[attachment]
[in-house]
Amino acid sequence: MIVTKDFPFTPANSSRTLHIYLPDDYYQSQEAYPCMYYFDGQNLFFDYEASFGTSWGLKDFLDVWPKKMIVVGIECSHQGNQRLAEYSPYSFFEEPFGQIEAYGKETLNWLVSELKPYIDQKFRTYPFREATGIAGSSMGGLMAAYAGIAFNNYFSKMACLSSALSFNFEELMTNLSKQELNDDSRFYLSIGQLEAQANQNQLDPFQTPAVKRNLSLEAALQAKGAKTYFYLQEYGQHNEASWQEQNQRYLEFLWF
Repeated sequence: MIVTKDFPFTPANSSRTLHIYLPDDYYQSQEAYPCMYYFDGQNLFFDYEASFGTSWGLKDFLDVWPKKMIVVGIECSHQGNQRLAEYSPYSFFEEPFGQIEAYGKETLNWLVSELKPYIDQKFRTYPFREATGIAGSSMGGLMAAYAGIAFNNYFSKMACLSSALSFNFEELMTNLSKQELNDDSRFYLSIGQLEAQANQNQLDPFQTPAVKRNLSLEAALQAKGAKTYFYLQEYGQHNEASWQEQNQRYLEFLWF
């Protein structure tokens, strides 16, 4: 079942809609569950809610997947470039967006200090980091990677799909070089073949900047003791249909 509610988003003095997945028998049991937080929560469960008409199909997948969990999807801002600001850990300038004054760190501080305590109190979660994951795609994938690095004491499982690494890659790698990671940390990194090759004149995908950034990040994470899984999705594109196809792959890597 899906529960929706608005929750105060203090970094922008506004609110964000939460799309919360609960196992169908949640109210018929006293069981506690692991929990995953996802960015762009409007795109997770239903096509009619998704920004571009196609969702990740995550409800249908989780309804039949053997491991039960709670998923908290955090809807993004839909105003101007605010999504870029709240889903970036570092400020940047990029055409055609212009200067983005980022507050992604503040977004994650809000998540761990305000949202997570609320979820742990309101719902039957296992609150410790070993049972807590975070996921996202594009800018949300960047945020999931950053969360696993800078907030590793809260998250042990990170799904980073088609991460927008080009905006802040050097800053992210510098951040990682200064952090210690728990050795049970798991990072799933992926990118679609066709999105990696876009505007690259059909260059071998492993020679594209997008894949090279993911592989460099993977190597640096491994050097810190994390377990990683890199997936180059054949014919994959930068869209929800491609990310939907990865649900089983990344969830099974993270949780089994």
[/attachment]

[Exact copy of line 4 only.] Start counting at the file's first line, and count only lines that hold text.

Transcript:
């Protein structure tokens, strides 16, 4: 079942809609569950809610997947470039967006200090980091990677799909070089073949900047003791249909 509610988003003095997945028998049991937080929560469960008409199909997948969990999807801002600001850990300038004054760190501080305590109190979660994951795609994938690095004491499982690494890659790698990671940390990194090759004149995908950034990040994470899984999705594109196809792959890597 899906529960929706608005929750105060203090970094922008506004609110964000939460799309919360609960196992169908949640109210018929006293069981506690692991929990995953996802960015762009409007795109997770239903096509009619998704920004571009196609969702990740995550409800249908989780309804039949053997491991039960709670998923908290955090809807993004839909105003101007605010999504870029709240889903970036570092400020940047990029055409055609212009200067983005980022507050992604503040977004994650809000998540761990305000949202997570609320979820742990309101719902039957296992609150410790070993049972807590975070996921996202594009800018949300960047945020999931950053969360696993800078907030590793809260998250042990990170799904980073088609991460927008080009905006802040050097800053992210510098951040990682200064952090210690728990050795049970798991990072799933992926990118679609066709999105990696876009505007690259059909260059071998492993020679594209997008894949090279993911592989460099993977190597640096491994050097810190994390377990990683890199997936180059054949014919994959930068869209929800491609990310939907990865649900089983990344969830099974993270949780089994």